(NEW YORK) -- Before the U.S. takes any of its presumed military action against Syria, the oil markets are already reacting, and not in a positive way for consumers.
Fears that the Middle East could become destabilized and block the flow of oil sent the price of crude up to $109 a barrel Tuesday, an 18-month-high.
Prices actually began their upward movement during the past three months over fears that the Syrian conflict would spread outside its borders along with the current turmoil in Egypt, following the ouster of the country's Islamist president in early July.
A possible military strike against Syria wouldn't necessarily target its limited oil fields. However, industry analysts are worried that big oil producers Iran and Iraq could be affected, creating a shortfall of supplies that would further drive up the cost of crude and send prices at the pump in the U.S. soaring, at least temporarily.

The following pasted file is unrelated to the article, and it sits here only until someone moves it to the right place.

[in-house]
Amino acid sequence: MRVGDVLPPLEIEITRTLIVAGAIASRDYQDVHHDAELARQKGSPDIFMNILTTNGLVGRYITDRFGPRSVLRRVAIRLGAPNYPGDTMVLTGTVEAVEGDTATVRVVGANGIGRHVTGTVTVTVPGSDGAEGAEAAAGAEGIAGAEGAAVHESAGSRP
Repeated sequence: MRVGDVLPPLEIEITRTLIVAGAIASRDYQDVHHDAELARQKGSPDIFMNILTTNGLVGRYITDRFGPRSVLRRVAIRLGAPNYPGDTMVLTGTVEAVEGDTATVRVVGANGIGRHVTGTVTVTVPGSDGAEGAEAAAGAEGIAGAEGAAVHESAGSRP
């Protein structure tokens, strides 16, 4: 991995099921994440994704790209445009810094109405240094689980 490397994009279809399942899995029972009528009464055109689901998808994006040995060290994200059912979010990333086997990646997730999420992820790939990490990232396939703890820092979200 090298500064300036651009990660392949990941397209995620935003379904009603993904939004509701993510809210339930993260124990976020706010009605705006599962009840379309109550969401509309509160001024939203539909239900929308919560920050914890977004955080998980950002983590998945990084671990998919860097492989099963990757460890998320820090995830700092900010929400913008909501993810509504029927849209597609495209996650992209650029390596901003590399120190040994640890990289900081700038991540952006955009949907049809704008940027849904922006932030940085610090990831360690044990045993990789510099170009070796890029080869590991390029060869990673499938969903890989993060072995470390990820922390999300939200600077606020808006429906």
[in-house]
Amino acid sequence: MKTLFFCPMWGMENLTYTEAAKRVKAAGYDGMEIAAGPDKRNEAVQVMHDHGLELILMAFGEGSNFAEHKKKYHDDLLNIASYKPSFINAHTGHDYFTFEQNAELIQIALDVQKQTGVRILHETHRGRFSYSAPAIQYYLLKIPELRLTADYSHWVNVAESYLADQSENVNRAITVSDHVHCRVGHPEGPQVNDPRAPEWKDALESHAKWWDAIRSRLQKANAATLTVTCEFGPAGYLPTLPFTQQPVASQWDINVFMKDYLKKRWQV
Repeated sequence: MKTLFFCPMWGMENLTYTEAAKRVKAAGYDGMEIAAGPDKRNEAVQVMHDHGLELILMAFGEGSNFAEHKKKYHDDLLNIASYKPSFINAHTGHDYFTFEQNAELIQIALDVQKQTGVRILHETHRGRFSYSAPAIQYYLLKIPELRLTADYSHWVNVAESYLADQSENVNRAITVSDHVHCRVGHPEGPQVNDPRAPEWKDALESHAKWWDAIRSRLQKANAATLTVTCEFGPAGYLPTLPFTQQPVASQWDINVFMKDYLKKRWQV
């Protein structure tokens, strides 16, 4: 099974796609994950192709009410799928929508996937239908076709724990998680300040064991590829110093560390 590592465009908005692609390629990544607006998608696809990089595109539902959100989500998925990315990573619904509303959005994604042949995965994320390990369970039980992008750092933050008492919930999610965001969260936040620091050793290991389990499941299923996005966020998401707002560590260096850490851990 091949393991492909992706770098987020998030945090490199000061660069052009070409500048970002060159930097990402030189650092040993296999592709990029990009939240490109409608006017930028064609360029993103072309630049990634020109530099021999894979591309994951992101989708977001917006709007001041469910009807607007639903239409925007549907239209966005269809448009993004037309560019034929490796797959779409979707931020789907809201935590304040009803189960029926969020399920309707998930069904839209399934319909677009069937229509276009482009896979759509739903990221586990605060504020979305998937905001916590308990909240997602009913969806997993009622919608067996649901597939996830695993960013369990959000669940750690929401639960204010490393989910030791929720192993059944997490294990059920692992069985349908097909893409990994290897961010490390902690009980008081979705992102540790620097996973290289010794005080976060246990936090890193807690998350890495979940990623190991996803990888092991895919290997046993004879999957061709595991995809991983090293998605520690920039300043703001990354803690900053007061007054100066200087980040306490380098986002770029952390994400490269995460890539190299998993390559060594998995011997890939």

Meanwhile, Libya, another oil supplier, has been hit lately by protesters stopping oil production in some of its fields. Political turmoil between the government and Islamic militants has also put Libya in a state of flux.
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